Wednesday, 31 October 2012
Tuesday, 30 October 2012
Friday, 26 October 2012
Tuesday, 23 October 2012
A massive structure, with a brooding clifftop presence over the island's sea approaches, it is, for many, one of the most potent symbols of the Occupation. The tower was, in fact, known as a "Marine Peilstand" or "naval direction- finding tower", and is one of three constructed in Jersey, out of a planned total of nine.
The design of these towers is unique to the Channel Islands, and may take its inspiration from the 18th century Round Towers that ring the local coastline. The observation slits, set in 2 metres of concrete, provide an impressive setting for the distant sea views towards France. On top of the tower is a mounting for a 2cm Flak Oerlikon anti-aircraft gun.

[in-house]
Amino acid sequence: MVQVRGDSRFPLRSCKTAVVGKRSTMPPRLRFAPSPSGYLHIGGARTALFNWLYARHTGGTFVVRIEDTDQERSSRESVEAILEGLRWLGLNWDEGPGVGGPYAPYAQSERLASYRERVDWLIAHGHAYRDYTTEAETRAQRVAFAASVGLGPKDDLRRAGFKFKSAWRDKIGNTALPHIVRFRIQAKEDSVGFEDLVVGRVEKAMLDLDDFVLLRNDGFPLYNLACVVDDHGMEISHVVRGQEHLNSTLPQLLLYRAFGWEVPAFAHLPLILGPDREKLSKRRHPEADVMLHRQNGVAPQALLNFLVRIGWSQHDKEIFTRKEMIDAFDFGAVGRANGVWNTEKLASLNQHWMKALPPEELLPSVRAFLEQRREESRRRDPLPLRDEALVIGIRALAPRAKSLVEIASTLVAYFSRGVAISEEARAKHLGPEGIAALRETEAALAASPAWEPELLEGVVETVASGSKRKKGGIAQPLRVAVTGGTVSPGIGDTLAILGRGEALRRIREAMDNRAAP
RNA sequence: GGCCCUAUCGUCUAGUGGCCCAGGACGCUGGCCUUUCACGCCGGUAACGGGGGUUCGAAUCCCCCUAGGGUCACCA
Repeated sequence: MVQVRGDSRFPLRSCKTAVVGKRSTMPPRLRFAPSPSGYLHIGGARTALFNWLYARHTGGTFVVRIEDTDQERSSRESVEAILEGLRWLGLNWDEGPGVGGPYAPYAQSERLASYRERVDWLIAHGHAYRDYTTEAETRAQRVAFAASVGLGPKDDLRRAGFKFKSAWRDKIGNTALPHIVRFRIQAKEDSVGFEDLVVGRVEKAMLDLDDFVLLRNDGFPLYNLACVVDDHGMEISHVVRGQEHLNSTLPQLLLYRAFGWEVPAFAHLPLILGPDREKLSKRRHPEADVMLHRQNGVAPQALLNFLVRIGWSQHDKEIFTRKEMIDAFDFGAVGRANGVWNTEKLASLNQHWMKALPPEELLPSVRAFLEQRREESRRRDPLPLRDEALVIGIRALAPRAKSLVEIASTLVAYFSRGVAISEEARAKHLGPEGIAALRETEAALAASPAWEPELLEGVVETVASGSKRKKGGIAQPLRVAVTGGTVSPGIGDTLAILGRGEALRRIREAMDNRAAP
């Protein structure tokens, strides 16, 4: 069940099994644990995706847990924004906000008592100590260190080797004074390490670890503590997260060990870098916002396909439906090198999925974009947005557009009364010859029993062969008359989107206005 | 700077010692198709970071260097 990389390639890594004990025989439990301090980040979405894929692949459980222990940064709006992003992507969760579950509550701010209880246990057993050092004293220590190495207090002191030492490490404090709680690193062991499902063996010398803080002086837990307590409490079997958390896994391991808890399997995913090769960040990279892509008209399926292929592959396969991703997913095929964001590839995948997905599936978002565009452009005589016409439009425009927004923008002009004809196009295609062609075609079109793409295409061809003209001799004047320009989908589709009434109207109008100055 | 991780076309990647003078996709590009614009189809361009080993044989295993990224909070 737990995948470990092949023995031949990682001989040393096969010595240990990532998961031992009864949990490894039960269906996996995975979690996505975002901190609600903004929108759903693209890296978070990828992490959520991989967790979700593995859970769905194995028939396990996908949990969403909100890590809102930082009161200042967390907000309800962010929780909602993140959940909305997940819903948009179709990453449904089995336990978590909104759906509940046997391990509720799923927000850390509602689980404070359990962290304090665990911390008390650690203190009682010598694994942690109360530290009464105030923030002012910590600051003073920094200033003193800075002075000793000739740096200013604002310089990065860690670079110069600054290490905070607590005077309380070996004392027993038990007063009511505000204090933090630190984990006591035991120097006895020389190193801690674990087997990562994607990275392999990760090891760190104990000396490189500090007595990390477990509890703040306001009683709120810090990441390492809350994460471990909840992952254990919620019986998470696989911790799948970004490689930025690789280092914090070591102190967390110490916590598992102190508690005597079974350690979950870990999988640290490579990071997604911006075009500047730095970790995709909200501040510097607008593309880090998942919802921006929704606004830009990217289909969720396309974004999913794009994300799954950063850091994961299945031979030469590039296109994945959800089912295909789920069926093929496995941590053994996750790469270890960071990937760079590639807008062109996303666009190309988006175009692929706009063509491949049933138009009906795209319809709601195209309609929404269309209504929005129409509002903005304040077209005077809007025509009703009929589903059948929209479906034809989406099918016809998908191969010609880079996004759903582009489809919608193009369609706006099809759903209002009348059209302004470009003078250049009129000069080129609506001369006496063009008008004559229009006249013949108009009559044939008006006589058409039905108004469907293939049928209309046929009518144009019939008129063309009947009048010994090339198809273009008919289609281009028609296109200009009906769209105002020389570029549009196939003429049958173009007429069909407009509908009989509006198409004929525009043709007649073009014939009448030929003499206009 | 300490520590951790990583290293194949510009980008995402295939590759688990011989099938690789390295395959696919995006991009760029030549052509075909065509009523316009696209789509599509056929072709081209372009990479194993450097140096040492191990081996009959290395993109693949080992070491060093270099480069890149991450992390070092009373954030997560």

See the Channel Islands Occupation Society website for more details.
A contribution to Our World Tuesday.
Sunday, 21 October 2012
Wednesday, 17 October 2012
Tuesday, 16 October 2012
The Church of St Peter probably dates back to the 11th century. The oldest part, the chancel, has walls made from large stones from the beach, and they are almost 4 feet (1.2 metres) thick. The steeple carries a red warning light for planes using the nearby airport.
For Our World Tuesday.
Sunday, 14 October 2012
Wednesday, 10 October 2012
Wednesday, 3 October 2012
Seaweed is collected from the beaches in Jersey to spread on the fields. Seaweed contains all the trace elements and plant nutrients necessary for healthy crops, in addition the alginates in Brown seaweeds (Phaeophyta) are reputed to be an excellent soil conditioner. In Jersey the special flavour of their new potatoes is thought to derive from the seaweed they spread on their fields locally known as Vraic (Wrack). The seaweed is also thought to suppress Eelworm in the potato crop and has been collected and spread by the Jersey farmers since the 12th century, when every farmer had the right to collect seaweed from the beach.
For ABC Wednesday